The Importance Of TNVR And Citizen Engagement
Cat advocates have been working for decades to find methods to help curb the problem of free-roaming cats, and trap-neuter-vaccinate-return (TNVR) has emerged as a popular, humane method to manage community cat populations. While popular, the method’s impacts on animal shelter populations and euthanasia rates had yet to be carefully measured over a long period of time, until recently. In a study of six municipal shelter systems with well-implemented programs, Peter J. Wolf and Dan Spehar found that TNVR is a win/win/win for shelters, communities, and feral cat populations. In this interview, we explore their research in greater detail and discuss how average people can make a difference.
I think a lot of our readers are probably familiar with TNR in a general way. When did this start being a technique that communities were using to help control free-roaming cats, and how has it developed over time since then?
Peter: It actually originated in Europe in the seventies and really didn’t take off here in the States until the early nineties. Although there were certainly folks doing it, it wasn’t necessarily called TNR, and it wouldn’t have been large-scale. In the early 90s in the U.S., TNR became the term, and it began to stick. It began at a very local level but it really wasn’t until the kind of programs that we document in this recently published paper where shelters are using two assets of TNR integrated together: what we think of as traditional, community grassroots-based TNR, done in a very targeted fashion, combined with shelter-based TNR or what we like to call ‘return, steal’, where the cat coming in has strayed. If they lack owner identification and meet certain eligibility requirements, they’re then sterilized, vaccinated and put back, just as any TNR would do. Those large scale integrated programs really didn’t kick off until Best Friends started working with municipalities in 2011.
Before we go further, let’s rewind and answer a question that may seem obvious to us: why are free-roaming cats a problem? Why are these types of programs important?
Peter: There are a couple of facets of this. Animal control officers or field staff often hear nuisance complaints, whether that’s spraying, yowling, or just year after year of litters of kittens being born, and many, many cats congregating in one particular area. Those sorts of things are a problem in the eyes of the public, and sterilization and vaccination programs are an excellent way to manage that. We would actually argue, for a number of reasons, that it really is in most cases the only feasible option on the table, because so many others are either flat out illegal or don’t garner much public support. There’s also the public health aspect: if you look at maps and data from the Centers for Disease Control, and you look at where cats have tested positive for rabies in the U.S., you’ll see it’s not at all randomly distributed. Mid-Atlantic states tend to be hotspots. Florida, a little bit of Texas. Where I am in Arizona, it’s virtually unheard of.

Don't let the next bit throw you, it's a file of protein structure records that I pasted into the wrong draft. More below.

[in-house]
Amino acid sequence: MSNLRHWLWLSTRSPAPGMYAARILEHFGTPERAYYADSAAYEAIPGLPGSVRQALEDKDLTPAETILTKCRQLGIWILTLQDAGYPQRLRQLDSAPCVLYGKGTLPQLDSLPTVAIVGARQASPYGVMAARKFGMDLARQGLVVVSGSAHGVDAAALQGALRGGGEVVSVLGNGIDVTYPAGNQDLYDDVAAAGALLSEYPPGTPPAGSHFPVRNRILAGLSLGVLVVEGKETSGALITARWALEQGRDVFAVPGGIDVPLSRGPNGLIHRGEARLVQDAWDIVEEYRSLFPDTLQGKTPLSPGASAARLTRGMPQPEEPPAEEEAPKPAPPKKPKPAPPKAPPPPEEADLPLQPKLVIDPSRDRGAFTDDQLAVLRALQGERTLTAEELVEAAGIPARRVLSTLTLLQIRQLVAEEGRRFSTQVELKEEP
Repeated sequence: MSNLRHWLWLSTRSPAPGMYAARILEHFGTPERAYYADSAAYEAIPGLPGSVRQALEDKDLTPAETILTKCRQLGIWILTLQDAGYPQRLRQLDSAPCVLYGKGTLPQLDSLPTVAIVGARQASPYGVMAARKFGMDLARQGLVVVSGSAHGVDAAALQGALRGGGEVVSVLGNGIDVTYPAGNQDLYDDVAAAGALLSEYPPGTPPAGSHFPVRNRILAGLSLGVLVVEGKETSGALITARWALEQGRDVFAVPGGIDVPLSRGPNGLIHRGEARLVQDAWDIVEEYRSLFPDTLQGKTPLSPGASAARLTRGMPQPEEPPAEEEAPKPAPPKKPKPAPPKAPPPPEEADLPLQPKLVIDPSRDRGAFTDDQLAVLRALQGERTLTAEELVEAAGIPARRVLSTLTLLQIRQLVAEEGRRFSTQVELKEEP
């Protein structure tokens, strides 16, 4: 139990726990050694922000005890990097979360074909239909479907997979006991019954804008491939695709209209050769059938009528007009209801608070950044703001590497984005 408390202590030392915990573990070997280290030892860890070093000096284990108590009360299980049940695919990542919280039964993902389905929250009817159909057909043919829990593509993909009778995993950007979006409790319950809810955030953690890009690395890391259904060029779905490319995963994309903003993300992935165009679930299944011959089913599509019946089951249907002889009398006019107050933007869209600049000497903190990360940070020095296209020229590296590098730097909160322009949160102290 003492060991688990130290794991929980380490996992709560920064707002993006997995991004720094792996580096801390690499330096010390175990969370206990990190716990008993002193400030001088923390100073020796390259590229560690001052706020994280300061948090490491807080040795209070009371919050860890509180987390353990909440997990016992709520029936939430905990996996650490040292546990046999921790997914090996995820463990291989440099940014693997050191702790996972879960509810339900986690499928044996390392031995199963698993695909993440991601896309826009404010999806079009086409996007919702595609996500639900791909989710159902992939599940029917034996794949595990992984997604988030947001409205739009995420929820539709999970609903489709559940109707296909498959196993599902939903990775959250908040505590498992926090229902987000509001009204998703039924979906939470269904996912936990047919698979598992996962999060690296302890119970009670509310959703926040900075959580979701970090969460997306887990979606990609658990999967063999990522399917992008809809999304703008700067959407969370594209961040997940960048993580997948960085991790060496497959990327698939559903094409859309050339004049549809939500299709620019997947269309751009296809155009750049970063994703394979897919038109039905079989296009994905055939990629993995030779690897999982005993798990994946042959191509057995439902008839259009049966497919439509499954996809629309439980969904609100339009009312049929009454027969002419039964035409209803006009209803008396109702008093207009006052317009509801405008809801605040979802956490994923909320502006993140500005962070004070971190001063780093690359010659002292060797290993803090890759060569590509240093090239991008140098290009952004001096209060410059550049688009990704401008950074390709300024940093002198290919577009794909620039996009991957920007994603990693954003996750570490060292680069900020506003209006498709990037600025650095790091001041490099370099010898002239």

What drives us more than anything is the animal welfare perspective. It can be difficult to provide positive outcomes for stray cats. That could be because shelters think they aren’t sociable enough to be good adoption candidates, or it could be that they’re perfectly sociable but the shelter is virtually bursting at the seams with cats. Even the most adoptable ones are going to really struggle to get out of there alive, especially in communities where shelters at capacity. As soon as the cat shows up, the clock starts ticking. We have data now going back many, many years showing that what’s been done in this country, and other places too, simply hasn’t been working. So, these sterilization and vaccination programs are in many places the only feasible alternative to protect public health, to reduce nuisance complaints, and to provide positive outcomes for the number of stray cats, and ultimately, to reduce their numbers in the community and do so humanely.
A lot of people who may be reading this may know someone who has been involved in a community cat program, maybe people who have been involved in helping to not only feed colonies but also help to trap and neuter and vaccinate and return. But the people involved in this type of activity may not be part of programs that collect data. So, it brought up the question of how many TNR programs actually collect data and, up to recent times, how reliable is data about the effectiveness of these programs?
Peter: This is certainly what we observed as we started looking into what became the first paper that we co-authored and that was Newburyport Massachusetts, a waterfront community. I don’t even know if they called it TNR at the time. They realized there were a number of cats on the waterfront, and this had been going on for some time and they just weren’t getting a handle on it. So, they did a really robust sterilization and vaccination program but they weren’t ever thinking that this would make a good study that could, years later, be good enough to publish. So, there were very few records. Now, if you fast forward to today, shelters are under increasing pressure, whether it’s because of large scale projects like Shelter Animals Count or something else, to gather at least a minimum of baseline level of data for tracking purposes.